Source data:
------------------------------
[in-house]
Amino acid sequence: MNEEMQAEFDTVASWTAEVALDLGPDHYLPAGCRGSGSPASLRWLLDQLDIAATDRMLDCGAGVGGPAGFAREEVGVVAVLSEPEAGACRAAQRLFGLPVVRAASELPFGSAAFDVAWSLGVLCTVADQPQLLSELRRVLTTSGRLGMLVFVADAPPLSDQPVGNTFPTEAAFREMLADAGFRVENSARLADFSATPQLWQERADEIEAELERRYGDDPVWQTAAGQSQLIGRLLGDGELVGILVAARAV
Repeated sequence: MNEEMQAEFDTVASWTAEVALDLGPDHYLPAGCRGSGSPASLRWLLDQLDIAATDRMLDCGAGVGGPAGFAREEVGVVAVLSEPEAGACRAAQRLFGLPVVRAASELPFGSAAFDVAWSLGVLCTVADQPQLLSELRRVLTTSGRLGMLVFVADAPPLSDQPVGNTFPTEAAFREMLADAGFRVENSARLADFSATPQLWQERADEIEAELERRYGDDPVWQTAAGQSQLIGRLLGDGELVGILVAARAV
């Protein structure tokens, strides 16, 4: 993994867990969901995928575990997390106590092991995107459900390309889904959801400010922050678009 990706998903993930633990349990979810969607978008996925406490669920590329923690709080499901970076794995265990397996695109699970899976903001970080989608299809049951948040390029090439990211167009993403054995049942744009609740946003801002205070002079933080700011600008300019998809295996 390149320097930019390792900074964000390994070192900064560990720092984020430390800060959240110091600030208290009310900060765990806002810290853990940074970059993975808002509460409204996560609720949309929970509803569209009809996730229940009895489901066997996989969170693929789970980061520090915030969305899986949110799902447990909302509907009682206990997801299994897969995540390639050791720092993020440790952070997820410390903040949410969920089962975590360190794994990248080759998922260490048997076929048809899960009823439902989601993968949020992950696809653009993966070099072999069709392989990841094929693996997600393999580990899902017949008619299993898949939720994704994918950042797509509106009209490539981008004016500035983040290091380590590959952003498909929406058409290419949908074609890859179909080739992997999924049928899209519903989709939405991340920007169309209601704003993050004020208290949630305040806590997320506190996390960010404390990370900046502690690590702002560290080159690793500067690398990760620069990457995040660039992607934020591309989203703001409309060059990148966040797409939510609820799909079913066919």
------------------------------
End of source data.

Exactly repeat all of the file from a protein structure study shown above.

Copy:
[in-house]
Amino acid sequence: MNEEMQAEFDTVASWTAEVALDLGPDHYLPAGCRGSGSPASLRWLLDQLDIAATDRMLDCGAGVGGPAGFAREEVGVVAVLSEPEAGACRAAQRLFGLPVVRAASELPFGSAAFDVAWSLGVLCTVADQPQLLSELRRVLTTSGRLGMLVFVADAPPLSDQPVGNTFPTEAAFREMLADAGFRVENSARLADFSATPQLWQERADEIEAELERRYGDDPVWQTAAGQSQLIGRLLGDGELVGILVAARAV
Repeated sequence: MNEEMQAEFDTVASWTAEVALDLGPDHYLPAGCRGSGSPASLRWLLDQLDIAATDRMLDCGAGVGGPAGFAREEVGVVAVLSEPEAGACRAAQRLFGLPVVRAASELPFGSAAFDVAWSLGVLCTVADQPQLLSELRRVLTTSGRLGMLVFVADAPPLSDQPVGNTFPTEAAFREMLADAGFRVENSARLADFSATPQLWQERADEIEAELERRYGDDPVWQTAAGQSQLIGRLLGDGELVGILVAARAV
């Protein structure tokens, strides 16, 4: 993994867990969901995928575990997390106590092991995107459900390309889904959801400010922050678009 990706998903993930633990349990979810969607978008996925406490669920590329923690709080499901970076794995265990397996695109699970899976903001970080989608299809049951948040390029090439990211167009993403054995049942744009609740946003801002205070002079933080700011600008300019998809295996 390149320097930019390792900074964000390994070192900064560990720092984020430390800060959240110091600030208290009310900060765990806002810290853990940074970059993975808002509460409204996560609720949309929970509803569209009809996730229940009895489901066997996989969170693929789970980061520090915030969305899986949110799902447990909302509907009682206990997801299994897969995540390639050791720092993020440790952070997820410390903040949410969920089962975590360190794994990248080759998922260490048997076929048809899960009823439902989601993968949020992950696809653009993966070099072999069709392989990841094929693996997600393999580990899902017949008619299993898949939720994704994918950042797509509106009209490539981008004016500035983040290091380590590959952003498909929406058409290419949908074609890859179909080739992997999924049928899209519903989709939405991340920007169309209601704003993050004020208290949630305040806590997320506190996390960010404390990370900046502690690590702002560290080159690793500067690398990760620069990457995040660039992607934020591309989203703001409309060059990148966040797409939510609820799909079913066919």